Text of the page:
The first step in editing HDR content is getting your footage into a supported HDR format. Some cameras can shoot directly to HDR, like Panasonic’s GH5 recording to HLG HEVC files, or Sony cameras recording to X-AVC in HLG. Other cameras shoot RAW files that can be decoded or converted into HDR color spaces. Currently Premiere can’t decode R3D files directly into HDR, but RedCineX can be used to transcode R3D files to ProRes in either HLG or PQ, and these can be dropped right into Premiere HLG sequences. Ideally we will eventually be able to seamlessly edit R3Ds and other RAW files directly in Premiere sequences in HDR.
If your footage is in the correct format, it should import seamlessly into Premiere, and new sequences from those assets should automatically be in HLG. You will need to configure your output device to send either HLG or PQ output, usually in the Playback Preferences menu, and configure your display to match if needed. High bit depth color makes a big difference for HDR content. By default, Premiere plays back at 8 bit color, but when Maximum Bit Depth is enabled in the Sequence Settings->Video Previews, it then reprocesses paused frames at 32bit. But enabling “High Quality Playback” in the Program Monitor Wrench Menu, will force 32 bit processing all the time. This requires more computing power, but you will definitely see banding at 8 bit with HDR content.
There is also a new Project setting available, allowing you to select the HDR Graphics White point, with 100 (old SDR), 203 (New de-facto standard), and 300 (very bright) being the three options. Setting to 203 will allow your SDR content to be boosted a bit to better match your HDR content. Editing is basically the same until you start playing with color correction. The Lumetri Scopes panel should default to Rec.2100 automatically, but you may need to change the scale to HDR in the lower right corner. The scale on the right becomes logarithmic, with 0-100 being the usual range for SDR footage, 1000 being the limit for most consumer HDR displays, and 10,000 being the theoretical limit of the format. Most of the Lumetri Color tools work similarly to their functions with SDR footage, but certain values may need to be set differently than usual to achieve the same effect as they would in SDR.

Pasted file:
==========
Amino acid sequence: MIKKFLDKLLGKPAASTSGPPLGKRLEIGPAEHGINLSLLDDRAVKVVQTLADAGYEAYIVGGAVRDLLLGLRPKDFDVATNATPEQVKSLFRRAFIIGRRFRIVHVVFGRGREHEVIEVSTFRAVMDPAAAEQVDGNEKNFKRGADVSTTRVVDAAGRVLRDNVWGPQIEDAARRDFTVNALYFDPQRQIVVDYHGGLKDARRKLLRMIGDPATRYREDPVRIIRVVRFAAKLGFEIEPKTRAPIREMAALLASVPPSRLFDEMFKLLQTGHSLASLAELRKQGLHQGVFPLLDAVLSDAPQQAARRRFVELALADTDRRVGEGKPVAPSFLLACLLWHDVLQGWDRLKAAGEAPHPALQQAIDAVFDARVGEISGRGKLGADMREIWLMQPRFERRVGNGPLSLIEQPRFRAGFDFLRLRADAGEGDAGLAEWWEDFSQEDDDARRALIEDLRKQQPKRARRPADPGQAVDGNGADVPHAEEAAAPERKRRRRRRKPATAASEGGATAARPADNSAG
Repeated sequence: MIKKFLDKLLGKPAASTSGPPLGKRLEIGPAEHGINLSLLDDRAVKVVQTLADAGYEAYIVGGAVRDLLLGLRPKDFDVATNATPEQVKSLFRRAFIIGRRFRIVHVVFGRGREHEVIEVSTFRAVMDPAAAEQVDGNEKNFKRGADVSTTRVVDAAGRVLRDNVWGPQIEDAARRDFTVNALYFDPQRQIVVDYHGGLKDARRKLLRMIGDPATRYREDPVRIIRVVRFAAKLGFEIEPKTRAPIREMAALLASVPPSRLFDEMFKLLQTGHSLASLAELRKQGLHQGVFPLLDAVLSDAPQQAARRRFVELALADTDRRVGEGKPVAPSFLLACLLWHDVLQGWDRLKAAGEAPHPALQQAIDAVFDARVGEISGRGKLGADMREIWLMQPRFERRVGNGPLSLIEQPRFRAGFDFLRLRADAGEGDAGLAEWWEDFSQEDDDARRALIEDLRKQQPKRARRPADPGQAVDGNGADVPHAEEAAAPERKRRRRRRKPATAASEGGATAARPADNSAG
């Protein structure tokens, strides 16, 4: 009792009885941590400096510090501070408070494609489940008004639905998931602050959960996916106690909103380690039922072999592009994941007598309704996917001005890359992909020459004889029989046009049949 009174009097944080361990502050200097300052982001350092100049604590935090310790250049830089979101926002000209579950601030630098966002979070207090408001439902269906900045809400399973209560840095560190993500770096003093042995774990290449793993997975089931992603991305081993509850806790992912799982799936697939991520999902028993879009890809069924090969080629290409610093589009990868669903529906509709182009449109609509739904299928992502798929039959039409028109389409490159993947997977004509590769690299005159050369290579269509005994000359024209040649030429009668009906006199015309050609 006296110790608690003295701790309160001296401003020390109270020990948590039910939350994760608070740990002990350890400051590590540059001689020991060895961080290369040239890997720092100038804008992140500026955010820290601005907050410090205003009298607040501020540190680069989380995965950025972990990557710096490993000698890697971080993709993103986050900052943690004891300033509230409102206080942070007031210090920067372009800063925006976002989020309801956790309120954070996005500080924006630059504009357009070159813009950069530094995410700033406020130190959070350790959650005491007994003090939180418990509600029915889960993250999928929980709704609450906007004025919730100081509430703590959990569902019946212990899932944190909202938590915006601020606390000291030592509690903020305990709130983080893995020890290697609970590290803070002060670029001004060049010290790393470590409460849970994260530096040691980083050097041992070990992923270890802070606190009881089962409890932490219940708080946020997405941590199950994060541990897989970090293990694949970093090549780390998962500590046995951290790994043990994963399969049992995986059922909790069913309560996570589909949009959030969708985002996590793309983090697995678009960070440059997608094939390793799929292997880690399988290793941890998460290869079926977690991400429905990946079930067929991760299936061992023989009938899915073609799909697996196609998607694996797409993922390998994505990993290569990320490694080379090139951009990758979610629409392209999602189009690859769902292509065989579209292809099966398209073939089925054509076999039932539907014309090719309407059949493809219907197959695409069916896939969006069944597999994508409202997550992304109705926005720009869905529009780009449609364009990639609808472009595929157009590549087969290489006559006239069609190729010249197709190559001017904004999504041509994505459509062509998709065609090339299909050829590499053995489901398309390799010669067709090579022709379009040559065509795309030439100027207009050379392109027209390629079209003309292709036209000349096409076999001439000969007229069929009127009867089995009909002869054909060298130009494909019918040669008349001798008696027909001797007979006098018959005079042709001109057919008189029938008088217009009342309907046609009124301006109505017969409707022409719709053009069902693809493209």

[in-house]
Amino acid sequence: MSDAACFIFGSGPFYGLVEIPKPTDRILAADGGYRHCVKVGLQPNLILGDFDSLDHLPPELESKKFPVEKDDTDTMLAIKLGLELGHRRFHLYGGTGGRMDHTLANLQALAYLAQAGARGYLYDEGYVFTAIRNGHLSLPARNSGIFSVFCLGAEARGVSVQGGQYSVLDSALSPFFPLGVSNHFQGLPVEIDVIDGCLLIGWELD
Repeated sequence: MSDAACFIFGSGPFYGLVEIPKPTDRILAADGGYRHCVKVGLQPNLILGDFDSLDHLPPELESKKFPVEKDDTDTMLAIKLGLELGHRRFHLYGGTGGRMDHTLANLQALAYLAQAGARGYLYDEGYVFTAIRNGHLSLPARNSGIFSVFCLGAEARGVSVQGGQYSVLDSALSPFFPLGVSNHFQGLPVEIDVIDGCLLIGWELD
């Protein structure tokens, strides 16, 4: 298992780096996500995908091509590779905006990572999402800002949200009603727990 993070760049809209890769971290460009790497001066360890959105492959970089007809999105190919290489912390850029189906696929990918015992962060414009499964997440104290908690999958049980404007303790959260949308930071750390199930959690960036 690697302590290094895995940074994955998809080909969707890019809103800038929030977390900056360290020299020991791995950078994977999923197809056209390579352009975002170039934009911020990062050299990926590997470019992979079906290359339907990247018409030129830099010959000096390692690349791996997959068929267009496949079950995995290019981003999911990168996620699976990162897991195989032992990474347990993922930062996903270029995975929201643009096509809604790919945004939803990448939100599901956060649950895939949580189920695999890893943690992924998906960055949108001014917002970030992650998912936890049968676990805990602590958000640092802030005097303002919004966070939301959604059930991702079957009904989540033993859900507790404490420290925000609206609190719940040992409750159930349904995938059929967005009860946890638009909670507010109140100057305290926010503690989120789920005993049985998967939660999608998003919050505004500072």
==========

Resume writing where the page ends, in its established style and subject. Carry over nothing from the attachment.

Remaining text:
Once you have your finished piece, and want to show it to others in HDR, you have to export it in an HDR format. ProResHQ and ProRes444 will allow you to send the content to others at high quality, as will JPEG2000 and X-AVC Intra, but most people are going to view your HDR content from H.264 or HEVC files. H.264 is beneficial for backwards compatibility, but most HDR enabled devices support HEVC playback, which is a more efficient codec. Either way, you need to enable “Render at Maximum Bit Depth,” and have to select the “High10” profile, to make available the “Rec.2020 Primaries,” “High Dynamic Range” and “Include HDR10 Metadata” check-boxes. Hopefully there will also be HLG options in the future.
Separately, Adobe’s 14.4 release of Premiere Pro includes support for rendering from proxy assets, to decrease export times for draft files, and automatic scene detection to find cuts in edited source material. Both are features that I expect myself and many other editors to get a lot of use out of. Adobe has been shifting their release strategy, with a higher number of incremental updates throughout the year, with this being the fourth feature update in 2020, and I am looking forward to seeing what they are working on next.